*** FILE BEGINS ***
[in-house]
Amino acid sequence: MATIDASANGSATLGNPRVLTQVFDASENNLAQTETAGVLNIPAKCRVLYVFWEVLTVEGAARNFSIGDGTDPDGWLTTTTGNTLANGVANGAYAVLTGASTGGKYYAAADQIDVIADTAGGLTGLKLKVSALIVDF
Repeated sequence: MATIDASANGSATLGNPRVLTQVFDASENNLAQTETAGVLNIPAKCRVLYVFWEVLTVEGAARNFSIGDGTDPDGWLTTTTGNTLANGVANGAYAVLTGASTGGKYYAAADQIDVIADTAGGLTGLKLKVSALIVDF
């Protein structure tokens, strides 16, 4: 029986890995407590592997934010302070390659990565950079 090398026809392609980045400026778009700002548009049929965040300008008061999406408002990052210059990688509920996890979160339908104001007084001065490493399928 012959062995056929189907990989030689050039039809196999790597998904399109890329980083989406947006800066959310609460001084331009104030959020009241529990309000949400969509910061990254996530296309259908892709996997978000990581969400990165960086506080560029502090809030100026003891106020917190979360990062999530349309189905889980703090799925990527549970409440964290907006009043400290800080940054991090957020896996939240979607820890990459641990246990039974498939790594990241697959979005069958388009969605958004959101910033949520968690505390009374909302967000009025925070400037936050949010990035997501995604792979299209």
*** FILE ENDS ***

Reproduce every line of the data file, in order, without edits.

[in-house]
Amino acid sequence: MATIDASANGSATLGNPRVLTQVFDASENNLAQTETAGVLNIPAKCRVLYVFWEVLTVEGAARNFSIGDGTDPDGWLTTTTGNTLANGVANGAYAVLTGASTGGKYYAAADQIDVIADTAGGLTGLKLKVSALIVDF
Repeated sequence: MATIDASANGSATLGNPRVLTQVFDASENNLAQTETAGVLNIPAKCRVLYVFWEVLTVEGAARNFSIGDGTDPDGWLTTTTGNTLANGVANGAYAVLTGASTGGKYYAAADQIDVIADTAGGLTGLKLKVSALIVDF
């Protein structure tokens, strides 16, 4: 029986890995407590592997934010302070390659990565950079 090398026809392609980045400026778009700002548009049929965040300008008061999406408002990052210059990688509920996890979160339908104001007084001065490493399928 012959062995056929189907990989030689050039039809196999790597998904399109890329980083989406947006800066959310609460001084331009104030959020009241529990309000949400969509910061990254996530296309259908892709996997978000990581969400990165960086506080560029502090809030100026003891106020917190979360990062999530349309189905889980703090799925990527549970409440964290907006009043400290800080940054991090957020896996939240979607820890990459641990246990039974498939790594990241697959979005069958388009969605958004959101910033949520968690505390009374909302967000009025925070400037936050949010990035997501995604792979299209």